Paul Johnson

Coffers and Cannibals

Rivers of Gold: The Rise of the Spanish Empire

By

Weidenfeld & Nicolson 604pp £25 order from our bookshop

THE SPANISH CONQUEST of the Indies was one of the most important events in history, leaving an ineffaceable impression on global politics, language and culture. Yet among English speakers it is a strangely neglected subject. We know about Pizarro and ‘stout Cortez’ (whom Keats confused with Balboa), and, of course, Columbus. But that is all. The Times Historical Atlas devotes only two pages to Spanish and Portuguese colonialism, though they extended throughout the world. Moreover, there is a general notion that the conquest was easy, effected by a combination of bluff, ruthlessness and cruelty.

Follow Literary Review on Twitter

  • Last Tweets

    • Jeremy Clarke on Red and White: An Unquenchable Thirst for Wine by ,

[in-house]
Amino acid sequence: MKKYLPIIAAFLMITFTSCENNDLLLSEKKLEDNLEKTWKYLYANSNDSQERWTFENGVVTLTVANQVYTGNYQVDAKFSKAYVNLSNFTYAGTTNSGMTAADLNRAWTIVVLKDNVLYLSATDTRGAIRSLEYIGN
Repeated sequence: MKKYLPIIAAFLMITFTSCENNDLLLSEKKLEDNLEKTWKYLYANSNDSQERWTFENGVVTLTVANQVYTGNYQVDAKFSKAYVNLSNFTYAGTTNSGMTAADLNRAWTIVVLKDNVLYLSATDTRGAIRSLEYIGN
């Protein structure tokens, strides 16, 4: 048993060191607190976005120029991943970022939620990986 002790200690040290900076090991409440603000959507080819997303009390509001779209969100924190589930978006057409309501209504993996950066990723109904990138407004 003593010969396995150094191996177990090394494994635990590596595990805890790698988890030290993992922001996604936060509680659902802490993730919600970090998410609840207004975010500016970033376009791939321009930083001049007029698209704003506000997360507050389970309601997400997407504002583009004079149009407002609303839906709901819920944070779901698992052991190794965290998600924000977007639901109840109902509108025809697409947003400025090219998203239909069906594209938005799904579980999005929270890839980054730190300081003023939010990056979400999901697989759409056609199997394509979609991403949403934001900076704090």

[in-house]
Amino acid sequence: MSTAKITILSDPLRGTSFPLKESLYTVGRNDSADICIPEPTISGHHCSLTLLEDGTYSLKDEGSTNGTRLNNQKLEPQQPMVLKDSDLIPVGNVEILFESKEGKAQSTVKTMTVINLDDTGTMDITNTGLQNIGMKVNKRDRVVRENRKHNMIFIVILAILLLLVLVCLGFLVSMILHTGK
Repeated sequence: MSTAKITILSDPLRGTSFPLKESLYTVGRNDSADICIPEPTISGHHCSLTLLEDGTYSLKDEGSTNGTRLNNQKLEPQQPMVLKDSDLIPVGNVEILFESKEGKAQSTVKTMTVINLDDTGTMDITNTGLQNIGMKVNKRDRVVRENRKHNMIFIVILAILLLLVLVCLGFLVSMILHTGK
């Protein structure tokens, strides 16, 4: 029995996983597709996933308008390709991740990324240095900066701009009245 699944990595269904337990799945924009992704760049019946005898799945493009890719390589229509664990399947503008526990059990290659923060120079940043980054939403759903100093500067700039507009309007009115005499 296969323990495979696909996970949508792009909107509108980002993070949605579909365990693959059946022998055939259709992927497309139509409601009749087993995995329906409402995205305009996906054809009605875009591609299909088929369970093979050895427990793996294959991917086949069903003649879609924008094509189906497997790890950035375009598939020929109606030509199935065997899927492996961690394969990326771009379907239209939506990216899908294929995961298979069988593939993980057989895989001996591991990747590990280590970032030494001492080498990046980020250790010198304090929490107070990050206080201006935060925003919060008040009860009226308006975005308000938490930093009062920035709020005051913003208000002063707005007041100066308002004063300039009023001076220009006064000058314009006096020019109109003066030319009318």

• 'Englishmen Abroad in the Reign of Henry VIII'. Free lecture by Dr Susan Brigden, Thurs 18 Oct, 6.30pm Europe Hou… ,
    • It 'contains twists and near misses and bit-part players, everything you might expect from a true-crime story'. Ian… ,
    • Oh normally a week or two before the ceremony itself - so mid-November. ,
    • Ian Sansom reviews The Real Lolita: The Kidnapping of Sally Horner and the Novel That Scandalized the World by… ,
    • 'It is hard to think of an economist who could craft such an elegantly readable account of postwar failure as this.… ,
    • Frederick Forsyth reviews The Spy and the Traitor: The Greatest Espionage Story of the Cold War by ,